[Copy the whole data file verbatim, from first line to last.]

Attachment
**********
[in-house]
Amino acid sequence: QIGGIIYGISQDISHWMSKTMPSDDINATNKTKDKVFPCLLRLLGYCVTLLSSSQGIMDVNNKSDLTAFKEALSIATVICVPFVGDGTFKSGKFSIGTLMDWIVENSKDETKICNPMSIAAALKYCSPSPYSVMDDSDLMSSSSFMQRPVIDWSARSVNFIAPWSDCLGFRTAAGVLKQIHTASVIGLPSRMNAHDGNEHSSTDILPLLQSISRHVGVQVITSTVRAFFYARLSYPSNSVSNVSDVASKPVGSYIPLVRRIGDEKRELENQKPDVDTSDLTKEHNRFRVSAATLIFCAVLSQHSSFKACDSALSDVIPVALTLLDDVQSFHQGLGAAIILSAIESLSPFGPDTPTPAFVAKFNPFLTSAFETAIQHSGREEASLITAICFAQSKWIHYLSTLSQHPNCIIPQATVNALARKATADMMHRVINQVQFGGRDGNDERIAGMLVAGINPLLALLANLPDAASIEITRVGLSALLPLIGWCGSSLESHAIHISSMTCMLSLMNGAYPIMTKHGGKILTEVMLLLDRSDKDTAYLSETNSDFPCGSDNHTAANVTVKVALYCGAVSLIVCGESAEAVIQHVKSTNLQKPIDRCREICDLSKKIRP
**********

[in-house]
Amino acid sequence: QIGGIIYGISQDISHWMSKTMPSDDINATNKTKDKVFPCLLRLLGYCVTLLSSSQGIMDVNNKSDLTAFKEALSIATVICVPFVGDGTFKSGKFSIGTLMDWIVENSKDETKICNPMSIAAALKYCSPSPYSVMDDSDLMSSSSFMQRPVIDWSARSVNFIAPWSDCLGFRTAAGVLKQIHTASVIGLPSRMNAHDGNEHSSTDILPLLQSISRHVGVQVITSTVRAFFYARLSYPSNSVSNVSDVASKPVGSYIPLVRRIGDEKRELENQKPDVDTSDLTKEHNRFRVSAATLIFCAVLSQHSSFKACDSALSDVIPVALTLLDDVQSFHQGLGAAIILSAIESLSPFGPDTPTPAFVAKFNPFLTSAFETAIQHSGREEASLITAICFAQSKWIHYLSTLSQHPNCIIPQATVNALARKATADMMHRVINQVQFGGRDGNDERIAGMLVAGINPLLALLANLPDAASIEITRVGLSALLPLIGWCGSSLESHAIHISSMTCMLSLMNGAYPIMTKHGGKILTEVMLLLDRSDKDTAYLSETNSDFPCGSDNHTAANVTVKVALYCGAVSLIVCGESAEAVIQHVKSTNLQKPIDRCREICDLSKKIRP